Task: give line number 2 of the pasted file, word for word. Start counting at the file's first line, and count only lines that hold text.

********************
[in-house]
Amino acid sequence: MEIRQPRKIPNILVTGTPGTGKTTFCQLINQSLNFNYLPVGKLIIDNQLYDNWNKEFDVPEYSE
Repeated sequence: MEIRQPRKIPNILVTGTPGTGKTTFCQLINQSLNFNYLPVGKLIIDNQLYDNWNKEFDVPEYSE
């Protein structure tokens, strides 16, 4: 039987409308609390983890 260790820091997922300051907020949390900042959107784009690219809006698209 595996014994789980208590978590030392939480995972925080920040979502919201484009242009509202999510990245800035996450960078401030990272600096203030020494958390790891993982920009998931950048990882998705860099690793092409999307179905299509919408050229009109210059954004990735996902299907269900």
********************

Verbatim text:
Amino acid sequence: MEIRQPRKIPNILVTGTPGTGKTTFCQLINQSLNFNYLPVGKLIIDNQLYDNWNKEFDVPEYSE